These days it’s easy to achieve social learning in fully online environments. Thanks to a wealth of functions available in Canvas, and its associated plug-ins, it’s possible to create opportunities for learners to share their perspectives and model effective responses and learning practices for one another. Achieving this in a completely asynchronous, self-paced short course, which students have up to 6 months to complete, however, poses its own unique but exciting challenges to learning design teams.  

The courses 

Two new short courses ‘Understanding management accounting for non-accountants’ and ‘Understanding financial accounting for non-accountants’ will soon be made available through UTS Open. They were created as part of a co-design partnership between UTS Business School and the Postgraduate Learning Design Team.

Developed from a microcredential in Accounting, our Subject Matter Expert was Monica Axiak (who had facilitated the original course). During the co-design process it became apparent that there were two distinct kinds of learners that would take and benefit from courses in financial and management accounting: small-to-medium business owners and managers.  

Using virtual course mentors 

Knowing that these kinds of learners would come to courses like this with little to no accounting knowledge, we knew it was important for them to feel supported and socially connected, and to be invested in the relevance of the learning to their unique contexts.  

We came up with the idea of creating two fictional course mentors, each representing both types of learner. Research has shown that use of ‘embodied pedagogical agents’ (virtual characters that support learners through online learning) can enhance engagement, improve knowledge construction, learning outcomes and improve learner motivation (Maya,  2009, 2014 as cited in Clark & Mayer, 2016; Grivokostopoulou et al., 2020). The course mentors we created were:    

  • Talisa – the owner of a chain of women-only gyms in the Central Coast
  • Victor – a Sydney-based Lead Project Manager for a publicly-listed insurance company

We loosely based these characters on real learners who’d taken the microcredential – considering the posts that they had contributed to Canvas discussions and in consult with Monica, who’d facilitated live sessions with them. Applying the personalisation principle, we wanted the course mentor characters to come across as polite and friendly (Clark & Mayer, 2016), and provide students with relatable situations to situate their learning within.  

The fictional course mentors provide authentic models of how business professionals without a background in accounting can apply accounting techniques to level up their careers.

Monica Axiak, Accounting Academic at the UTS Business School

Students were introduced to the learners in the ‘Preparing for learning’ page of a ‘Get started’ module aiming to orient learners to the course, expectations and more. 

Mentor perspectives in the learning content always feature directly before comments boxes where students consider how the learning they are about to do will be relevant to their careers. This mentor dialogue aims to serve as a model response that may not be present from other learners, depending on who has previously taken the course / contributed to the discussion.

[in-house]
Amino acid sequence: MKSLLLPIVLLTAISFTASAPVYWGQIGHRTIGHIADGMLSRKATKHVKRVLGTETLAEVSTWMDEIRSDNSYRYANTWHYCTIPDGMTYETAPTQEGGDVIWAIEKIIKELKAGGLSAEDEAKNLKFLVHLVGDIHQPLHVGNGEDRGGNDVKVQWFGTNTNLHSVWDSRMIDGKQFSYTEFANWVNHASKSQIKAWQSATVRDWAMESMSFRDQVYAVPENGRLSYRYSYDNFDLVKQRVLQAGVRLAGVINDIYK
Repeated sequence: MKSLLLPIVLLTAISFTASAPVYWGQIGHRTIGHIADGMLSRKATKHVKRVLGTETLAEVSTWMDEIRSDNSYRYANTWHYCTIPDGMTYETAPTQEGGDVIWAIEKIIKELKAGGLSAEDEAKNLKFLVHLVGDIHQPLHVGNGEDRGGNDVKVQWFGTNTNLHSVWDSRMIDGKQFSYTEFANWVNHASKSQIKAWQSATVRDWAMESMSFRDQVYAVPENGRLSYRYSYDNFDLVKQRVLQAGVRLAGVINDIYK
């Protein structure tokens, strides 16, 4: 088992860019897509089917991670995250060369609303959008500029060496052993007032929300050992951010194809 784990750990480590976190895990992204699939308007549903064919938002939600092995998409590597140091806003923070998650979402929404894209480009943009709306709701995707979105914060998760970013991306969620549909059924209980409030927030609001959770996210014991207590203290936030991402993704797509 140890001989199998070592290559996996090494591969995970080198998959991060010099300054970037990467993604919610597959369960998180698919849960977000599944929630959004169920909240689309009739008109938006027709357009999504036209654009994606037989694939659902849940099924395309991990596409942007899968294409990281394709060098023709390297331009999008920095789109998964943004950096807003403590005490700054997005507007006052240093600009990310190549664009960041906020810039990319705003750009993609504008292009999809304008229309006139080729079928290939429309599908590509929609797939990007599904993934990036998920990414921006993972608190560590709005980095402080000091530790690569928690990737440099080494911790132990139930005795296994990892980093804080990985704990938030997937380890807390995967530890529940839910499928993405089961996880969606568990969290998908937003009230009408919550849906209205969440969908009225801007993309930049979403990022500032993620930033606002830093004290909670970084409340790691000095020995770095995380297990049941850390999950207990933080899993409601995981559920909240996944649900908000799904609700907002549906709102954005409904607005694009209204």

Victor explains how budgeting has been useful in his career. After, learners consider how it applies to their careers.

The character narrative is further developed through scenarios in teaching content and formative activities where students apply their learning and receive immediate feedback: 

Applying inclusive design 

Most of the mentor tasks are presented through Genially interactives. To ensure inclusive design for the range of learners that may take the courses, accessible PDF versions were included in every instance. For equity of experience, it was important that the character narrative was represented similarly in either text or visual mediums. To achieve this, a clear image description of the characters was given as well as the dialogue or scenario text:

Talisa is the owner of a chain of women-only gyms. Talisa is black with cropped dark hair and she wears a yellow blouse with white collar. She is looking straight ahead and smiling.

An accessible heading hierarchy was applied to the PDF in consideration of the reuse of images, and to ensure that learners using screen-reading technology could tab past image descriptions provided in previous interactives and skip straight to new content but still have the equitable opportunity of experiencing the description if preferred.  

The results – and future directions 

The use of fictional course mentors has been a fantastic way to create relevancy for the target learners of this course.

Katt Robertson, Short Forms of Learning (SFL) Project Manager, UTS Business School 

At this stage we are eagerly awaiting student feedback from the upcoming first delivery of the courses. Drawing on the early but promising research on embodiment in online learning, I’m already looking forward to experimenting with the use of spoken voice instead of written text, potentially using an AI tool or actors, to represent more human gestures when using characters in future courses. 


Clark, R. C., & Mayer, R. E. (2016). E-learning and the science of instruction: Proven guidelines for consumers and designers of multimedia learning. john Wiley & sons. 

Grivokostopoulou, F., Kovas, K., & Perikos, I. (2020). The Effectiveness of Embodied Pedagogical Agents and Their Impact on Students Learning in Virtual Worlds. Applied Sciences, 10(5), 1739-. 

Join the discussion